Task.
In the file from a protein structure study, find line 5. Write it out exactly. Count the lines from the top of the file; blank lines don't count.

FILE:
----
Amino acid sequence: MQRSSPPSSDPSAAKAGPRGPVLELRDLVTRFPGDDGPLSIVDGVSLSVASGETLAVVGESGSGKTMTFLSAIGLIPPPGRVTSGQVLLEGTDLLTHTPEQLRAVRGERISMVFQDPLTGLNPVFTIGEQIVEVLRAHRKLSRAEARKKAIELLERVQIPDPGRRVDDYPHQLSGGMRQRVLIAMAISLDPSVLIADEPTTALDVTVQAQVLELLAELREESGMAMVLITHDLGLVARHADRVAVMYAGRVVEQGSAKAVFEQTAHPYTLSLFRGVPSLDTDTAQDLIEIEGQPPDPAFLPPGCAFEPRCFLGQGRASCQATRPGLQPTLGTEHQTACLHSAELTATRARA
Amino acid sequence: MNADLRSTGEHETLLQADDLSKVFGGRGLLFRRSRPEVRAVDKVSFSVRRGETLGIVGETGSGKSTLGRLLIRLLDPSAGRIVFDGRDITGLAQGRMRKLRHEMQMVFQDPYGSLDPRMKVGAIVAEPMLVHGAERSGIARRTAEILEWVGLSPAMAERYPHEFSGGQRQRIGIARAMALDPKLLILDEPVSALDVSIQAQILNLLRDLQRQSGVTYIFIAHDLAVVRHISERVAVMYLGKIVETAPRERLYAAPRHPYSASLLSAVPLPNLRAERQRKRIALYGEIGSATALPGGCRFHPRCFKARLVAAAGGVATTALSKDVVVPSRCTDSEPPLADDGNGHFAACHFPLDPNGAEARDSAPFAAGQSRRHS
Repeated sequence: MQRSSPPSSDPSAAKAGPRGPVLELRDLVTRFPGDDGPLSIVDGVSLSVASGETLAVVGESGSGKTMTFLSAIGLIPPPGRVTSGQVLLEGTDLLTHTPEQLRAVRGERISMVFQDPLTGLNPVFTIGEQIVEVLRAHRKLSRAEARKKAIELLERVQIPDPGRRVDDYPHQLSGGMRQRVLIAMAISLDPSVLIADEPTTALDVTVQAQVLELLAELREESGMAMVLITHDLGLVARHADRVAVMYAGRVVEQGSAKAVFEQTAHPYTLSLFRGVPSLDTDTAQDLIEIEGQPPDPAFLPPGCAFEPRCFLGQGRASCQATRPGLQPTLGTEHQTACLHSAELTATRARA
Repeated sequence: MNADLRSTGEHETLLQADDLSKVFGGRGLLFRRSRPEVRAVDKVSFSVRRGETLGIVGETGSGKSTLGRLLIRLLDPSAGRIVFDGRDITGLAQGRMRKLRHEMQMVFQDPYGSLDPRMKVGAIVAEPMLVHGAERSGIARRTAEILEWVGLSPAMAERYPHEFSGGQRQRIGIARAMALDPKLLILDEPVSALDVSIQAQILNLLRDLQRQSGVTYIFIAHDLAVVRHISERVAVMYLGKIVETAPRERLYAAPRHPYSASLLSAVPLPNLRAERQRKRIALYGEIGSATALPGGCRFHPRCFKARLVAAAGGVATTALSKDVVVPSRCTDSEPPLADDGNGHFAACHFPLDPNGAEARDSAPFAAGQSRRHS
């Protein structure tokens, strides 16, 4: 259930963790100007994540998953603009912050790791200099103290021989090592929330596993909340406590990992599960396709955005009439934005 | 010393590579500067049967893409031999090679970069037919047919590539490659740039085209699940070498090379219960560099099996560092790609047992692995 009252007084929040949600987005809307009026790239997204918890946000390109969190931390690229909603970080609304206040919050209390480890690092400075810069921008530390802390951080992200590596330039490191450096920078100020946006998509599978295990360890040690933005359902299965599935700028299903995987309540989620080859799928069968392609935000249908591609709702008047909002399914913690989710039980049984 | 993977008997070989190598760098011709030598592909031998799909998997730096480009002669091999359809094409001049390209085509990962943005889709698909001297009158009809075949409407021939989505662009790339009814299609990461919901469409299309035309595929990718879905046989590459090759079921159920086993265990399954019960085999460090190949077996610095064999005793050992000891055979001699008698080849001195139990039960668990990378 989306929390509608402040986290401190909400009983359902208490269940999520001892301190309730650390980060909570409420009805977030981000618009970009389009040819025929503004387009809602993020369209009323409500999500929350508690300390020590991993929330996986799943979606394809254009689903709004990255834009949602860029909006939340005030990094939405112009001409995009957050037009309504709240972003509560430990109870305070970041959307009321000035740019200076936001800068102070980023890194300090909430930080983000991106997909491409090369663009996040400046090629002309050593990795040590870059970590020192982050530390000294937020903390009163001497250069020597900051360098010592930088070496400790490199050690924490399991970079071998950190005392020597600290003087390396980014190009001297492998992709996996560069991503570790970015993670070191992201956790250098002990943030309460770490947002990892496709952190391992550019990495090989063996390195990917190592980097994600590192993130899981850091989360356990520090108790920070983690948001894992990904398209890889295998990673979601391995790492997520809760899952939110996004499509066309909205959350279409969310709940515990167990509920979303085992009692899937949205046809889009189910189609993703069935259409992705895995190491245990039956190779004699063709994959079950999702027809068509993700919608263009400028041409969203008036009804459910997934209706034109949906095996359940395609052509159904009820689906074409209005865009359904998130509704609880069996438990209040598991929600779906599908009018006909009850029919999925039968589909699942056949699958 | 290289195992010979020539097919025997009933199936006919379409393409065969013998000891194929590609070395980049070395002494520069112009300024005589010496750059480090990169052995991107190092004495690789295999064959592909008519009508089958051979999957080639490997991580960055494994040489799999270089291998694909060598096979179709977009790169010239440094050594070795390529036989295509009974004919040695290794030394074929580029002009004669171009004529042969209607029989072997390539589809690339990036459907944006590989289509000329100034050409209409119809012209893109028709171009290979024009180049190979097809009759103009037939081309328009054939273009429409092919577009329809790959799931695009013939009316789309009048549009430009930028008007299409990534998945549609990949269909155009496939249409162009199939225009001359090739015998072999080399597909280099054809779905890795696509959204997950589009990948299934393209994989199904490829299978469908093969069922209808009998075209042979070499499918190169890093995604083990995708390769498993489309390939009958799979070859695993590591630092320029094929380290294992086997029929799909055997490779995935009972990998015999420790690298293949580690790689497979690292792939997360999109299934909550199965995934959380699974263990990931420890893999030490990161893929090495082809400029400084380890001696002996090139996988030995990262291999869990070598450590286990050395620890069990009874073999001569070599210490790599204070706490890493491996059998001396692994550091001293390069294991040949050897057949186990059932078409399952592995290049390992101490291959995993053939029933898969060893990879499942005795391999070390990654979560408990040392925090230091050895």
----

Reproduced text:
């Protein structure tokens, strides 16, 4: 259930963790100007994540998953603009912050790791200099103290021989090592929330596993909340406590990992599960396709955005009439934005 | 010393590579500067049967893409031999090679970069037919047919590539490659740039085209699940070498090379219960560099099996560092790609047992692995 009252007084929040949600987005809307009026790239997204918890946000390109969190931390690229909603970080609304206040919050209390480890690092400075810069921008530390802390951080992200590596330039490191450096920078100020946006998509599978295990360890040690933005359902299965599935700028299903995987309540989620080859799928069968392609935000249908591609709702008047909002399914913690989710039980049984 | 993977008997070989190598760098011709030598592909031998799909998997730096480009002669091999359809094409001049390209085509990962943005889709698909001297009158009809075949409407021939989505662009790339009814299609990461919901469409299309035309595929990718879905046989590459090759079921159920086993265990399954019960085999460090190949077996610095064999005793050992000891055979001699008698080849001195139990039960668990990378 989306929390509608402040986290401190909400009983359902208490269940999520001892301190309730650390980060909570409420009805977030981000618009970009389009040819025929503004387009809602993020369209009323409500999500929350508690300390020590991993929330996986799943979606394809254009689903709004990255834009949602860029909006939340005030990094939405112009001409995009957050037009309504709240972003509560430990109870305070970041959307009321000035740019200076936001800068102070980023890194300090909430930080983000991106997909491409090369663009996040400046090629002309050593990795040590870059970590020192982050530390000294937020903390009163001497250069020597900051360098010592930088070496400790490199050690924490399991970079071998950190005392020597600290003087390396980014190009001297492998992709996996560069991503570790970015993670070191992201956790250098002990943030309460770490947002990892496709952190391992550019990495090989063996390195990917190592980097994600590192993130899981850091989360356990520090108790920070983690948001894992990904398209890889295998990673979601391995790492997520809760899952939110996004499509066309909205959350279409969310709940515990167990509920979303085992009692899937949205046809889009189910189609993703069935259409992705895995190491245990039956190779004699063709994959079950999702027809068509993700919608263009400028041409969203008036009804459910997934209706034109949906095996359940395609052509159904009820689906074409209005865009359904998130509704609880069996438990209040598991929600779906599908009018006909009850029919999925039968589909699942056949699958 | 290289195992010979020539097919025997009933199936006919379409393409065969013998000891194929590609070395980049070395002494520069112009300024005589010496750059480090990169052995991107190092004495690789295999064959592909008519009508089958051979999957080639490997991580960055494994040489799999270089291998694909060598096979179709977009790169010239440094050594070795390529036989295509009974004919040695290794030394074929580029002009004669171009004529042969209607029989072997390539589809690339990036459907944006590989289509000329100034050409209409119809012209893109028709171009290979024009180049190979097809009759103009037939081309328009054939273009429409092919577009329809790959799931695009013939009316789309009048549009430009930028008007299409990534998945549609990949269909155009496939249409162009199939225009001359090739015998072999080399597909280099054809779905890795696509959204997950589009990948299934393209994989199904490829299978469908093969069922209808009998075209042979070499499918190169890093995604083990995708390769498993489309390939009958799979070859695993590591630092320029094929380290294992086997029929799909055997490779995935009972990998015999420790690298293949580690790689497979690292792939997360999109299934909550199965995934959380699974263990990931420890893999030490990161893929090495082809400029400084380890001696002996090139996988030995990262291999869990070598450590286990050395620890069990009874073999001569070599210490790599204070706490890493491996059998001396692994550091001293390069294991040949050897057949186990059932078409399952592995290049390992101490291959995993053939029933898969060893990879499942005795391999070390990654979560408990040392925090230091050895």